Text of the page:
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Toxicity of clopidogrel and ticlopidine on human myeloid progenitor cells: importance of metabolites

Maseneni, Swarna and Donzelli, Massimiliano and Taegtmeyer, A. B. and Brecht, Karin and Krähenbühl, Stephan. (2012) Toxicity of clopidogrel and ticlopidine on human myeloid progenitor cells: importance of metabolites. Toxicology, 299 (2-3). pp. 139-145.

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Official URL: http://edoc.unibas.ch/dok/A6083672

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Abstract

Ticlopidine and clopidogrel are thienopyridine derivatives used for inhibition of platelet aggregation. Not only hepatotoxicity, but also bone marrow toxicity may limit their use. Aims of the study were to find out whether non-metabolized drug and/or metabolites are responsible for myelotoxicity and whether the inactive clopidogrel metabolite clopidogrel carboxylate contributes to myelotoxicity. We used myeloid progenitor cells isolated from human umbilical cord blood in a colony-forming unit assay to assess cytotoxicity. Degradation of clopidogrel, clopidogrel carboxylate or ticlopidine (studied at 10 and 100 μM) was monitored using LC/MS. Clopidogrel and ticlopidine were both dose-dependently cytotoxic starting at 10 μM. This was not the case for the major clopidogrel metabolite clopidogrel carboxylate. Pre-incubation with recombinant human CYP3A4 not only caused degradation of clopidogrel and ticlopidine, but also increased cytotoxicity. In contrast, clopidogrel carboxylate was not metabolized by recombinant human CYP3A4. Pre-incubation with freshly isolated human granulocytes was not only associated with a myeloperoxidase-dependent degradation of clopidogrel, clopidogrel carboxylate and ticlopidine, but also with dose-dependent cytotoxicity of these compounds starting at 10 μM. In conclusion, both non-metabolized clopidogrel and ticlopidine as well as metabolites of these compounds are toxic towards myeloid progenitor cells. Taking exposure data in humans into account, the myelotoxic element of clopidogrel therapy is likely to be secondary to the formation of metabolites from clopidogrel carboxylate by myeloperoxidase. Concerning ticlopidine, both the parent compound and metabolites formed by myeloperoxidase may be myelotoxic in vivo. The molecular mechanisms of cytotoxicity have to be investigated in further studies.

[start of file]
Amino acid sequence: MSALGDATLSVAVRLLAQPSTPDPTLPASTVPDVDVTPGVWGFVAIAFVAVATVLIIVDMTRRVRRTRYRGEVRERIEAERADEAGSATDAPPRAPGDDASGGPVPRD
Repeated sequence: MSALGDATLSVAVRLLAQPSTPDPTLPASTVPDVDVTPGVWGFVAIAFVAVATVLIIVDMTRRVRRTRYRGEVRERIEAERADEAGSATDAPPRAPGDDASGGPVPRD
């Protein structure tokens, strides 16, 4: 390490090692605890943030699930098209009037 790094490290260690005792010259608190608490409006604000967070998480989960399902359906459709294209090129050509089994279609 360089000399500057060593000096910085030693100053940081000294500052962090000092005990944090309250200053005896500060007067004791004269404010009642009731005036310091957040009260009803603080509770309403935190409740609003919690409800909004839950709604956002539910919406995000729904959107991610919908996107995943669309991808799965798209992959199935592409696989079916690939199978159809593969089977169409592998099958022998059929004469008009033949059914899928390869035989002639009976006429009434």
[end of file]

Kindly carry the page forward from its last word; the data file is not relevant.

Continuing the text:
Faculties and Departments:03 Faculty of Medicine > Bereich Medizinische Fächer (Klinik) > Klinische Pharmakologie > Klinische Pharmakologie (Krähenbühl)
03 Faculty of Medicine > Departement Klinische Forschung > Bereich Medizinische Fächer (Klinik) > Klinische Pharmakologie > Klinische Pharmakologie (Krähenbühl)
03 Faculty of Medicine > Departement Biomedizin > Department of Biomedicine, University Hospital Basel > Clinical Pharmacology (Krähenbühl)
05 Faculty of Science
05 Faculty of Science > Departement Pharmazeutische Wissenschaften
05 Faculty of Science > Departement Pharmazeutische Wissenschaften > Pharmazie
05 Faculty of Science > Departement Pharmazeutische Wissenschaften > Pharmazie > Pharmakologie (Krähenbühl)
UniBasel Contributors:Krähenbühl, Stephan and Brecht Brüngger, Karin
Item Type:Article, refereed
Article Subtype:Research Article
Bibsysno:Link to catalogue
Publisher:Elsevier
ISSN:0300-483X
Note:Publication type according to Uni Basel Research Database: Journal article
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Last Modified:15 Aug 2019 14:42
Deposited On:26 Apr 2013 06:59

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